Here, the 10 least healthy presidents in American history.

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The Best Natural Snacks

Sunday, December 14th, 2008
Second only to food that’s plucked from the ground, these snacks are made with natural ingredients, with no preservatives, artificial ingredients, or additives. Whether you’re craving sweet or salty, these natural snacks will hit the spot.

Kashi Autumn Wheat

Organic whole-grain wheat, organic evaporated cane juice, natural flavor. Those are the only three ingredients in Kashi’s Autumn Wheat cereal. Simple formula, but think shredded wheat on steroids. It’s USDA certified organic, low fat, cholesterol and sodium free, and provides a quarter of your daily fiber needs per cup. Plus, the bite-size biscuits actually taste really, really good — liked by both adults and 2-year-olds (seriously). And for a breakfast cereal, there’s no more rigorous taste test than that.

Nutrition: (1 cup): 190 calories, 1g fat, 45g carbohydrates, 0g sodium, 6g fiber, 5g protein

Price: $3.50 for a 17.5-ounce box

Where to buy: Major retailers, including Whole Foods, Target, Publix, and Wegmans. Click here to search for a store near you.

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Healthy Recipes for Seasonal Fall and Winter Foods

Tuesday, October 14th, 2008
Eating seasonally and locally are two great ways to stretch your food budget and be environmentally friendly. Here, we’ve compiled several healthy recipes using fall and winter ingredients.

Squash

Health benefits: Squash is high in vitamins A and C, which aid your body’s metabolic functioning and help ward off chronic illnesses. However, some winter varieties, like butternut squash, contain more sugar than others, such as acorn and spaghetti squashes, so be knowledgeable about which kind you’re buying if you’re watching your calorie count.

Nutrition: Acorn squash (1 cup, raw): 56 calories, 0.1g fat, 14.6g carbohydrates, 2.1g fiber, 1.1g protein. Butternut squash (1 cup, raw): 63 calories, 0.1g fat, 16.4g carbohydrates, 2.8g fiber, 1.4g protein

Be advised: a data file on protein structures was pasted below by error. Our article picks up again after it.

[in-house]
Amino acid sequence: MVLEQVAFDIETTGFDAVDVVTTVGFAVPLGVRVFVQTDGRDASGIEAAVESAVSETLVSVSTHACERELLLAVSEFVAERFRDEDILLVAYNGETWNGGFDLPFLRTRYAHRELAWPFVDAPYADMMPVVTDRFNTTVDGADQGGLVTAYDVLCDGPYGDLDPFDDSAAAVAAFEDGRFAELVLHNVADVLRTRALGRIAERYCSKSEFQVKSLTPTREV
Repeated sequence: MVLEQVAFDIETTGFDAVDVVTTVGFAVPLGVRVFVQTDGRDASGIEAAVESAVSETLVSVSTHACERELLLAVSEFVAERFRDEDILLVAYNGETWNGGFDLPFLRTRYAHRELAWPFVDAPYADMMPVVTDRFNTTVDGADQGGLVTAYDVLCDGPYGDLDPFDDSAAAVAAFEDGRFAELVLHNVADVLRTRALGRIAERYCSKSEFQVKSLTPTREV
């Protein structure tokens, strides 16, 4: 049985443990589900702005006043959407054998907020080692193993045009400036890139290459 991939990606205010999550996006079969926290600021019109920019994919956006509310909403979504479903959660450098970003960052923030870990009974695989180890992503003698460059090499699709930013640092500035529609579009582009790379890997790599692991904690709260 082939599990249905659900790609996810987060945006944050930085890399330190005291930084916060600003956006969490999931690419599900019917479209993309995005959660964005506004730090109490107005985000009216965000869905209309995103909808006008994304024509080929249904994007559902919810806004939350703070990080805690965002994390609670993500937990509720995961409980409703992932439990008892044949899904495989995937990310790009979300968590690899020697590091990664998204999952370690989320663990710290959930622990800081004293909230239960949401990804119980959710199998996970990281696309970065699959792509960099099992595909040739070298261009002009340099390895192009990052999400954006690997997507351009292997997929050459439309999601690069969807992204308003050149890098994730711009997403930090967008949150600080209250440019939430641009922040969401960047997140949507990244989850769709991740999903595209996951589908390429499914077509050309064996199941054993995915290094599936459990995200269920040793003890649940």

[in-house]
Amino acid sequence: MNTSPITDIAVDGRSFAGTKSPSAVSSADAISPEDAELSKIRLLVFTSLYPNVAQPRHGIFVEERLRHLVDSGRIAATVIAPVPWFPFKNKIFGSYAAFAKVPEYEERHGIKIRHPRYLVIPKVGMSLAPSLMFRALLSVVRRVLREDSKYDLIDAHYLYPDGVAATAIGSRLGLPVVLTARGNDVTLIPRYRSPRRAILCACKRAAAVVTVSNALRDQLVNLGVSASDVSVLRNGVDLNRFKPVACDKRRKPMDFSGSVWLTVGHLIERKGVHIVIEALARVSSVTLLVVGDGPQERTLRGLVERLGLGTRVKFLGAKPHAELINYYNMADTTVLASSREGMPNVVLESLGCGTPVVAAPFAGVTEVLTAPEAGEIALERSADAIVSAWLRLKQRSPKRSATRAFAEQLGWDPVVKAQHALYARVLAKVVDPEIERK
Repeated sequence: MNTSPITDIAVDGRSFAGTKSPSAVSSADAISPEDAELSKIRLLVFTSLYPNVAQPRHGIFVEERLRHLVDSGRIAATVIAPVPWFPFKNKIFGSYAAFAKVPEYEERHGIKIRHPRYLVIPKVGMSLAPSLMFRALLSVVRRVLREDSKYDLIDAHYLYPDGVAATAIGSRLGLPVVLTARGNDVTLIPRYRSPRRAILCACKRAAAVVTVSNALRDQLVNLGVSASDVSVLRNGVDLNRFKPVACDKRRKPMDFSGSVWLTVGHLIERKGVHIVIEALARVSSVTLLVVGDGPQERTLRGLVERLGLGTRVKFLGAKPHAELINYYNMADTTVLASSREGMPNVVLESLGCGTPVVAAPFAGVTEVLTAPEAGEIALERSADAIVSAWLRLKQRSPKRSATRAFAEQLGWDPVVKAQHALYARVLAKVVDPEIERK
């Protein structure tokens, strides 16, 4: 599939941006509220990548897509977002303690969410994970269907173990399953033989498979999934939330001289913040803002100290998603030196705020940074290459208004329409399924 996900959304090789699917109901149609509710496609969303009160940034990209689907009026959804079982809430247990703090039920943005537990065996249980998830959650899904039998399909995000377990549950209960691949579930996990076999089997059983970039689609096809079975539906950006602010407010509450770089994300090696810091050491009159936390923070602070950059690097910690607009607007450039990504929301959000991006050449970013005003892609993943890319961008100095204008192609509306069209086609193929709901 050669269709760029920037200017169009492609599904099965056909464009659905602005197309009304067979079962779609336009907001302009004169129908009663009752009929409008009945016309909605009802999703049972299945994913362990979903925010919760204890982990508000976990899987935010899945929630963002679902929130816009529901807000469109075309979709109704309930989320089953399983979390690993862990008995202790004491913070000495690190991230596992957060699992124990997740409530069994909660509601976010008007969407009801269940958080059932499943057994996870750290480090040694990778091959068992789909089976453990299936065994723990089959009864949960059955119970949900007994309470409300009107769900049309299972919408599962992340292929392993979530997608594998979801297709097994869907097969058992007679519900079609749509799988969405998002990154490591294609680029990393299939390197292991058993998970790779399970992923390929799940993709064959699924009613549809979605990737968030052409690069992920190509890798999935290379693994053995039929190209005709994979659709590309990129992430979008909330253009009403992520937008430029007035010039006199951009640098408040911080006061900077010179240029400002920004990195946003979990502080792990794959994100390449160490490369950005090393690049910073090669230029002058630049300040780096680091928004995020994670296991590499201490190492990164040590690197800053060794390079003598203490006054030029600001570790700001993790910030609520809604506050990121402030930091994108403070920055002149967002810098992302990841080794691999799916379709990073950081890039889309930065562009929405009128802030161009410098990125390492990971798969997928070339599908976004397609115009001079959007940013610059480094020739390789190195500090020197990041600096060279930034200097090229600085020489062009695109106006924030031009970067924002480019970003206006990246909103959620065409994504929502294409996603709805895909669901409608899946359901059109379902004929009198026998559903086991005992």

Recipes to try:

Quick-Roasted Acorn Squash

Curried Butternut Squash Soup

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How to Build a Superhuman Athlete

Monday, July 28th, 2008

By Jocelyn Voo
FitnessMagazine.com

No matter what their game, professional athletes make a job of going faster, further and longer, setting world records inch-by-inch, second-by-second. But stripped away from artificial enhancements like steroids, how do these power-machines differ from the everyday athlete — or the average Jill, for that matter? Are they just born with innate talent, or is it all learned ability — and, if that’s the case, are these preternatural skills something we can all develop?

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Three Cheers for Chocolate

Monday, November 26th, 2007

By Jocelyn Voo
FitnessMagazine.com

It turns out there’s even more to love about one of the most decadent, satisfying foods on the planet. We’re talking about chocolate: Heavenly sweet treat, coveted comfort food, and former diet disaster. But now? New studies are proving that chocolate does, in fact, have a place in the health-conscious kitchen.